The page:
Chinese buildings became very fashionable in England from the 1750s onward, but the Chinese House at Stowe was in place by 1738, just to the east of the Grotto. According to the Survey, the outside of the house was painted in the "Chinese Taste" and the inside in "Indian Japan." The house stood in a pond and was reached by a bridge decorated with Chinese vases. Inside was a statue of a Chinese lady asleep, and on the pond were carved birds that moved in the wind. The house and its ornaments were moved to Wotton around 1750, where it stood for over 200 years until it was moved to Harristown House, County Kildare, Ireland. The National Trust purchased the Chinese House in 1992, and it now stands in the lower part of Lamport Fields below the Japanese Gardens.

In 1756 the Grenville Column, a rostral column commemorating Thomas Grenville, a captain in the Royal Navy who had been killed in battle, was moved from its original location in the Grecian Valley to its present position north of the Temple of Ancient Virtue. The original statue of Neptune at the top was replaced at this time by a statue of Clio, the Muse of History.

In 1767 the Doric Arch was built to honor Princess Amelia and to serve as the lower entrance to the Fields. It was placed so that, approached from the west, it framed a distant view of the Palladian Bridge and Stowe Castle (a remote farm that had been furnished with sham battlements: an eyecatcher). Arranged on pedestals in a horseshoe shape below the arch were statues of Apollo and the nine Muses.

In 1778 a monument to Captain Cook was erected on an island in the Alder River. The pedestal bears a marble medalion of the discoverer, and it once again (since 2002) supports a terrestrial globe; for over 150 years it was topped by an ancient granite sarcophagus, which was probably introduced when the monument was moved to a location in the middle of the Shell Bridge during the 19th century. The Guide to the Gardens suggests that, like the obelisk dedicated to Wolfe, Cook's Monument "reflects the vision of empire which inspired the makers of Stowe."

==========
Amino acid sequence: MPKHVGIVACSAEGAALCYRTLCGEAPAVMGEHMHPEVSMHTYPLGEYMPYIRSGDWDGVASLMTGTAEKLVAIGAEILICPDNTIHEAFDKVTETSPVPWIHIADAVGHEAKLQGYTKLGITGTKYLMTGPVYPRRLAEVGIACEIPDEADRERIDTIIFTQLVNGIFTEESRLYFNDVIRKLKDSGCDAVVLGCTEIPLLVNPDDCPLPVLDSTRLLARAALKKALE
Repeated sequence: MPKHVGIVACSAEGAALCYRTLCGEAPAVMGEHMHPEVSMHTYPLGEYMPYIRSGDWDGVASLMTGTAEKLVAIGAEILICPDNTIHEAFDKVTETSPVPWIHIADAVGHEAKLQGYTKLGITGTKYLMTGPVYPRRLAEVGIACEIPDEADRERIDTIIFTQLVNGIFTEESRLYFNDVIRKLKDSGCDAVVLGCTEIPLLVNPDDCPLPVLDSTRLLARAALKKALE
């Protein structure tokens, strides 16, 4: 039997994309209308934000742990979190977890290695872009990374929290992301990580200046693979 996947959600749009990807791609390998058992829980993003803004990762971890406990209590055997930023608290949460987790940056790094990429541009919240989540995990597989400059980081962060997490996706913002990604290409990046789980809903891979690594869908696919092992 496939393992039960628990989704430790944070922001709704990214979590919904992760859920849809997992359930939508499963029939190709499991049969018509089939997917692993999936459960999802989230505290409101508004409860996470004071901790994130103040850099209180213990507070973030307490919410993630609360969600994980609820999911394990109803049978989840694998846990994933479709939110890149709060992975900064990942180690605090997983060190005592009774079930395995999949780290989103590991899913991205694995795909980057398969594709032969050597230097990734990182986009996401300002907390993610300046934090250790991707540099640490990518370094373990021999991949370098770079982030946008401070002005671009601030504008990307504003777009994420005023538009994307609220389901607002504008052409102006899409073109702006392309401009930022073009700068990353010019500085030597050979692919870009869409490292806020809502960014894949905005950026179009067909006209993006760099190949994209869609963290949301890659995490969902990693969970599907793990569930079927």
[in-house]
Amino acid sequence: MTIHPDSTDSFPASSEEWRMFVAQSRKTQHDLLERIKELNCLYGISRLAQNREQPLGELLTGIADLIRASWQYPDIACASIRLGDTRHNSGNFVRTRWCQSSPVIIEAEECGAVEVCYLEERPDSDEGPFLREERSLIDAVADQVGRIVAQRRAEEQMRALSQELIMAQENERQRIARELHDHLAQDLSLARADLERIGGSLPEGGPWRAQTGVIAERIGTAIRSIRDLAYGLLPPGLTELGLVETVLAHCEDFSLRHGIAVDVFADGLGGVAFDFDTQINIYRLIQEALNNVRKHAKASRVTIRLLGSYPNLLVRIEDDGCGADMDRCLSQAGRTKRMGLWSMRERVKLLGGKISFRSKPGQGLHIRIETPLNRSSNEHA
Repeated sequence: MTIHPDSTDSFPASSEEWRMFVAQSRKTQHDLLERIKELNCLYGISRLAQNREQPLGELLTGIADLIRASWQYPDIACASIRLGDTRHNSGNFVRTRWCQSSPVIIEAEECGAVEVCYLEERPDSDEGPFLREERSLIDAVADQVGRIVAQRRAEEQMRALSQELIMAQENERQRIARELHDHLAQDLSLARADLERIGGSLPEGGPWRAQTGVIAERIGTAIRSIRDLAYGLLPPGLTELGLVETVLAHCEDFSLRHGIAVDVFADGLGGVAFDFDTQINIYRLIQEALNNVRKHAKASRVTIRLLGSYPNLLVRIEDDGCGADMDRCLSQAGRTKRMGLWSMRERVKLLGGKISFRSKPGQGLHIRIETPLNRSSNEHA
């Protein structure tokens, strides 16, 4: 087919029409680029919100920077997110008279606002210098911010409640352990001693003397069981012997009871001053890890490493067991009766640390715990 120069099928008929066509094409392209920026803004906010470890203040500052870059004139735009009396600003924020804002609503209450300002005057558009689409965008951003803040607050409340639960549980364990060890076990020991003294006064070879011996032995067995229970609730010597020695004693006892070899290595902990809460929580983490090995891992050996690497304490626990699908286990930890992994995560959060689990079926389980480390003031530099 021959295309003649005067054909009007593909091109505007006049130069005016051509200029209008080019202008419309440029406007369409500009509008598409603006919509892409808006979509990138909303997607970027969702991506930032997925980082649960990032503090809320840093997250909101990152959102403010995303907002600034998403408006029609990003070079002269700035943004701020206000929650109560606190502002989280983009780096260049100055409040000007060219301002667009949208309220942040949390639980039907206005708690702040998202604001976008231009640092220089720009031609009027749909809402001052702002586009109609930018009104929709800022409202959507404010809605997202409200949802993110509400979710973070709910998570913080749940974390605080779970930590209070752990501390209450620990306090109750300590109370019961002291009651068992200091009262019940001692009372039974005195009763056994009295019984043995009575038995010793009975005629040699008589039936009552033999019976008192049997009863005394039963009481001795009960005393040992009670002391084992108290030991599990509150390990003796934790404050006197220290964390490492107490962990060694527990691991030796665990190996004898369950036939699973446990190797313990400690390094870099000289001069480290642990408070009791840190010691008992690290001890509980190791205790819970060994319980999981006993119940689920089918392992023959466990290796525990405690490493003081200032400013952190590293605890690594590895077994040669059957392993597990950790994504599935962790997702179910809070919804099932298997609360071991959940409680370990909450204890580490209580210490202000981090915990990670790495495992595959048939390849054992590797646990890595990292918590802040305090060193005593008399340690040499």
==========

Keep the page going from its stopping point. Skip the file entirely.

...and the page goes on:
The Seasons Fountain, located on the east side of the Alder River near the site of the Chinese House, first appears on drawings in 1805, when an obelisk and a stone bridge were also erected in the area for the visit of the Prince of Wales in August. This marble fountain bears a quotation on a brass plaque from James Thomson's Spring, and it celebrates the view of nature expressed in Thomson's The Seasons.

According to the Survey, The eighteenth-century accounts and descriptions of the Fields in the Huntington Library give some idea of the planting: "the Grotto and Alder River were planted with alder, horse chestnut, elm, larch, elder, holly, pine, laurel, lime, and yew, with ivy, moss, and sumach. Periwinkle grew on the Grotto itself, and in the 1740s there were flower borders around it befitting the Rococo style of that decade. The Elysian Fields were planted with laurel thickets within extensive areas of closely cut turf. Silver firs are recorded in the churchyard, and oleander behind and beside the British Worthies. . . . The nineteenth and twentieth centuries saw the gradual planting up of the whole area, . . . but few other changes, except for the deterioration of the structures."

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John D. Tatter, Birmingham-Southern College,